India headed for coronavirus crisis


By Ravi Agrawal

welcome to Foreign policeFrom South Asia. This week: India now has fourth case of coronavirus around the world, conflicting reports on the Clash between India and China, Nepal votes on new mapand a note on racism and skin color in South Asia.

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Delhi sounds the alarm

As expected last week, India has continued to climb in the ranking of countries with the most cases of coronavirus. Last week was the seventh; this week it is fourth, with just under 300,000 confirmed cases.

But now, an increasing number of government officials admit that things will get worse, especially in New Delhi, which is quickly becoming one of the main hotspots for coronaviruses in South Asia. The total number of cases in Delhi doubles every 12 days, much faster than current The national average is 22%. On Tuesday, Deputy Chief Minister Manish Sisodia told reporters that the city-state could have up to 550,000 cases of coronavirus by the end of July. He added that the capital would need 80,000 hospital beds at this point – there are only 9,000 left today. Sisodia’s comments come as reports continue to emerge from refouled patients in Delhi and Mumbai hospitals.

Test, test, test. But how? From the start of the pandemic, health experts have stressed the immense importance of testing. Without data and information, after all, officials are flying blind. Colm Quinn of FP looked at the data from the global tests and found an unsurprising but still shocking correlation. While countries with average low income – $ 1,025 and less – tested on average 0.13% of their population, countries with high middle income – $ 12,376 and more – tested 5.2% of their citizens. In other words, being in a rich country is 40 times more likely to be able to get a coronavirus test than if you were in a poor country. Most countries in South Asia fall into the World Bank’s “lower middle income” category – countries in which 0.34% of citizens have been tested.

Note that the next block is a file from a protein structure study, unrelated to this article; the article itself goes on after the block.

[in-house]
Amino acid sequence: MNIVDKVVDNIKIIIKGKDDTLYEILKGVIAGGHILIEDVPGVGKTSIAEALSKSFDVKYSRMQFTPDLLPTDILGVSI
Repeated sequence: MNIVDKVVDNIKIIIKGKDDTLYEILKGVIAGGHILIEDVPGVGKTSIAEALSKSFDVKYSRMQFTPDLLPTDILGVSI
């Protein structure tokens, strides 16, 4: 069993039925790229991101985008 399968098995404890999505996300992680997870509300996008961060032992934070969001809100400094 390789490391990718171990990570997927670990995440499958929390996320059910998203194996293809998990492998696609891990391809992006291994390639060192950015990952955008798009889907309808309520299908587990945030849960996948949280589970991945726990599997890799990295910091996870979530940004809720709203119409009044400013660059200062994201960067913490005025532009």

The reopening debate. Most of the South Asian countries have reopened their economies, as we have noted. As a result, the coronavirus crisis in the region is very likely to accelerate. Recent work by economist Ahmed Mushfiq Mobarak has focused on the complicated choices between locking and relaxing restrictions. In his latest article for FP this week, Mobarak points out that it is important to consider that the majority of South Asians live in rural areas where work options fluctuate alongside the agrarian cycle. Legislators should take a close look at the so-called lean season – the pre-harvest period when grain stocks are depleted – and make sure it does not coincide with a lockout period. But uniform policies will not help. As Mobarak says, “Governments should pursue smart containment strategies that pay attention to regional variation in disease risk, specific activities that are essential to maintain food security, and the specific sectors on which the poor depend to maintain their livelihoods, rather than expanding large-scale blockages that impose significant human costs on the poor. ”

Increase in regional cases. We have discussed India at length, but keep an eye on Bangladesh and Pakistan, which together have a larger population than the United States. The two countries now have a combined total of 200,000 cases, doubling every two weeks, as shown in our weekly chart. Both countries have largely lifted their lock restrictions.

The India-China impasse. Citing unnamed officials, Reuters reports that Indian and Chinese military commanders have accepted confidence-building measures such as the withdrawal of certain troops from either side of their disputed border. The question is to what extent these statements are credible: are they real measures or simply to save face? It’s hard to say. Journalist Ajai Shukla, former army colonel, tweeted Thursday, citing satellite imagery and other sources, said that China had not withdrawn any troops from areas of Indian territory that its military recently occupied. And writing in FP this week, Anik Joshi argues that one must examine the growing friendship between Pakistan and China to properly assess the India-China relationship today. “India’s increasingly comfortable relationship with the West heralds a clear choice in any global conflict,” he wrote, predicting more tensions between New Delhi and Beijing.